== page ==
Fantasy football terms and abbreviations you need to know in 2021 include PPD, ADP, and PPR

As more and more people jump into playing fantasy football, we have compiled some of the most helpful fantasy football terms here.

For those making their first dive into fantasy football, the terminology can be a bit confusing. With the goal of building a knowledge library that we can expand on as we keep playing, recognizing and understanding commonly used fantasy football terms are essential to your success. Here, we have compiled a list to act as a reference for those needing a quick refresher after a long offseason and those trying out the game for the first time.

What do the different fantasy football terms and abbreviations mean?

While not an exhaustive list of fantasy football terms, these are the most prevalent abbreviations across all fantasy platforms.


aDOT stands for average depth of target. This term refers to how far down the field from the line of scrimmage a player is when they receive a target.


ADP, or average draft position, refers to the average place in a draft where a specific player has been drafted across the entire fantasy platform.


This stands for a fantasy football rosters bench or the players on a given team outside of the starting lineup.


FAAB, or free-agent acquisition, budget is a set amount of “money” that a manager has to spend throughout the season to acquire players off waivers. Rather than being a first-come, first-serve, managers place blind bids for a player they wish to add. The managers who bid the highest gains the right to that player. However, once the budget is spent, managers can only place $0 bids for the rest of the season.


In some fantasy leagues, you can play defensive players. These are referred to as IDP or Individual Defensive Players.


Much like the NFL, the IR stands for injured reserve. These are players who are out for multiple weeks but do not count against your roster count.


Although rare, PPD is used to indicate to fantasy managers that a game has been postponed.


PPR stands for point per reception. This is a style of scoring where each reception an offensive player records counts for a fantasy point. The amount it can score is based on your league settings.


RZ, or red zone, as generally referred to, is the area of the field from the 20-yard line to the end zone.

Fantasy football positions

As with the NFL, fantasy football follows the same positional naming in most cases.

D/ST: Team Defense/Special Teams. Traditionally, this stands for an entire NFL team’s defense and their special teams.
DEF: Another abbreviation for D/ST.
K: Kicker
QB: Quarterback
RB: Running Back
TE: Tight End
WR: Wide Receiver

For those of you in an Individual Defensive Player (IDP) league, you may find the following abbreviations more prevalent.

CB: Cornerback
DB: Defensive Back
DE: Defensive End
DL: Defensive Lineman
DT: Defensive Tackle
FS: Free Safety
LB: Linebacker
MLB: Middle Linebacker
OLB: Outside Linebacker
S: Safety
SS: Strong Safety

What are some of the most popular fantasy football formats?

Every year, there are more and more formats to play fantasy football popping up to fit anyone’s preferred way to play. Here are some of the common terms used to describe fantasy football formats.


Every team plays each other from week to week. For example, in a 12-team league, the highest-scoring team would be 11-0; the second-highest would be 10-1, etc.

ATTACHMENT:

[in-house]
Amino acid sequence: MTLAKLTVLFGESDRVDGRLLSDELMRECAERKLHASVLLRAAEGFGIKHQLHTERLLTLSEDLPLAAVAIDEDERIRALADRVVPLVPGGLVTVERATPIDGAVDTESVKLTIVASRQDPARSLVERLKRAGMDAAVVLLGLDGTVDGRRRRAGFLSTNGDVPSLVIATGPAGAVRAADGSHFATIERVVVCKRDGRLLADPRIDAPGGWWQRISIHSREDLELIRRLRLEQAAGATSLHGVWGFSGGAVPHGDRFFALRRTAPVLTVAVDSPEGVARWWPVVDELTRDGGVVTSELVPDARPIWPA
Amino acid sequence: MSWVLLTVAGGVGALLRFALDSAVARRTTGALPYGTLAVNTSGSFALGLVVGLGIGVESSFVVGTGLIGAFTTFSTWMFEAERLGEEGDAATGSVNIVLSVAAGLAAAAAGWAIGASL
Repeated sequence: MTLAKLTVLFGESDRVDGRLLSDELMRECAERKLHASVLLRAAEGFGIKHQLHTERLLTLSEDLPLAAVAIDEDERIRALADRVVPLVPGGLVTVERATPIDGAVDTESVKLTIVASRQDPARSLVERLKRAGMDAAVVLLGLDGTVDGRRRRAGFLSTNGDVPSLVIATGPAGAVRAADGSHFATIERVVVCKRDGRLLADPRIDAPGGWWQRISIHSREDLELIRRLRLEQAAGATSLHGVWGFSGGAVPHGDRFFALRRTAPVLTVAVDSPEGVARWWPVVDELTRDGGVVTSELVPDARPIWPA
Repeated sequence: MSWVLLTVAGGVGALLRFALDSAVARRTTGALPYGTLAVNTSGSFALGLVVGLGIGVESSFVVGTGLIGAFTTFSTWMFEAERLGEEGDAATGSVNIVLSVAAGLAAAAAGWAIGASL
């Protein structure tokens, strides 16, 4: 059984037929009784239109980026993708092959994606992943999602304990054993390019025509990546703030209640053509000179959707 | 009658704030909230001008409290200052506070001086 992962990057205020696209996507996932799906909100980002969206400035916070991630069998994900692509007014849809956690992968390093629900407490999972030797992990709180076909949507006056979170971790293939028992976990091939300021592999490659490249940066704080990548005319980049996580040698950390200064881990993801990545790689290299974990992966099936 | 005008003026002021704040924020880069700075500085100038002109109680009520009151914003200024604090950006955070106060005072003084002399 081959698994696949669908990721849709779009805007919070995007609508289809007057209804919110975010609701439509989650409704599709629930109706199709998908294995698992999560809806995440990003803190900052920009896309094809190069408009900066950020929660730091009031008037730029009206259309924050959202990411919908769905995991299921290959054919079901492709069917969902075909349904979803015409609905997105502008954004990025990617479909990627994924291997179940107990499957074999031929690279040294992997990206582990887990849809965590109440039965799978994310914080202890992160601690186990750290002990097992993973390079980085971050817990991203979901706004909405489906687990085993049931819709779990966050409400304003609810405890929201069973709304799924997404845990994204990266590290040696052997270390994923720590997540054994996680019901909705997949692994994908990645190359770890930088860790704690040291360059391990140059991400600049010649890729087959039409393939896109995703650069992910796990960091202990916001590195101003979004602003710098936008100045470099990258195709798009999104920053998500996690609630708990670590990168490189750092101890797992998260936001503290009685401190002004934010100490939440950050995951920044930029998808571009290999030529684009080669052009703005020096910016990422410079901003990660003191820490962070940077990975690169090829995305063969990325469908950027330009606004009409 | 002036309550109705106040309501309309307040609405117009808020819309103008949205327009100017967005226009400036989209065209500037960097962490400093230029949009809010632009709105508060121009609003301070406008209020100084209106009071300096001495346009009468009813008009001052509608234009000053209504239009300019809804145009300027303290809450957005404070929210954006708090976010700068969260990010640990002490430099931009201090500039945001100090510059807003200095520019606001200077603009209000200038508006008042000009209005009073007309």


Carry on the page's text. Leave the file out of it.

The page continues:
Autopick draft

An autopick draft occurs online, but your league provider drafts each team for the league.


In auction draft leagues, managers inherit a predetermined amount of money to bid on players to fill their rosters. Each manager may bid on any player he/she likes to fill their roster. The highest bidder for a specific player will be rewarded that respective player.

Best ball

Best ball leagues are where there are zero weekly head-to-head matchups between fantasy owners’ teams. Additionally, there are no weekly starting lineups. Instead, players with the highest scores at their respective positions are rostered in as starters, and points are tallied weekly. The fantasy team with the most points at the end of the season wins.

Developmental (Devy)

Devy leagues are formats that allow fantasy managers to add players while they are still in college who they anticipate will transition to the NFL in the future. Once drafted, a devy player remains rostered by that team until they enter the league.


Daily leagues are a one-week contest where owners select lineups for only one week. DraftKings and FanDuel are popular formats to play daily lineups. The leagues typically follow a salary cap format where each player is valued according to past performances and projected stats.


Dynasty fantasy football leagues require a commitment over multiple seasons. After the initial draft in the league’s inaugural season, players remain on the same roster from one season to the next unless they are traded or released. Each year after the first season, a draft takes place consisting of rookies only. This type of fantasy league provides the most realistic experience in owning and managing an NFL franchise.


An Empire league is a dynasty-style fantasy football league in which each year, half the entire pot goes to the year’s winners. The other half is set aside in a rolling Emperor pot. The Emperor pot does not pay out until there is a back-to-back winner. The back-to-back champion wins the Emperor pot, and the league disbands.


Guillotine leagues are one of the newest fantasy football formats. This type of league is NOT a traditional head-to-head setup. Instead, it is the total points scored weekly. Each week, the lowest-scoring team is eliminated from the league. That team’s roster is dropped into the free-agent pool to the waiver wire. At the end of the season, the last team remaining is the champion.


Head-to-head leagues are the most common league format. A fantasy manager matches up against a different team each week. The team receiving the most points that specific week is awarded the win while the other side receives a loss.


A keeper is a term used for leagues where you can retain a player from year to year based on the bylaws of your league. Prior to the draft, you would declare the keeper(s) and then enter the draft with these players already on your roster from the previous season.

Linear draft

A linear draft is where each draft pick selection follows the same order in each round, similar to how the NFL Draft is orchestrated.

Offline draft

An offline draft is conducted in person with fellow league-mates and then added to the fantasy site of your choosing after the draft completes.

Online draft

An online fantasy draft is conducted on the fantasy site itself, where fellow league-mates can participate wherever they are in the world rather than be in a singular location.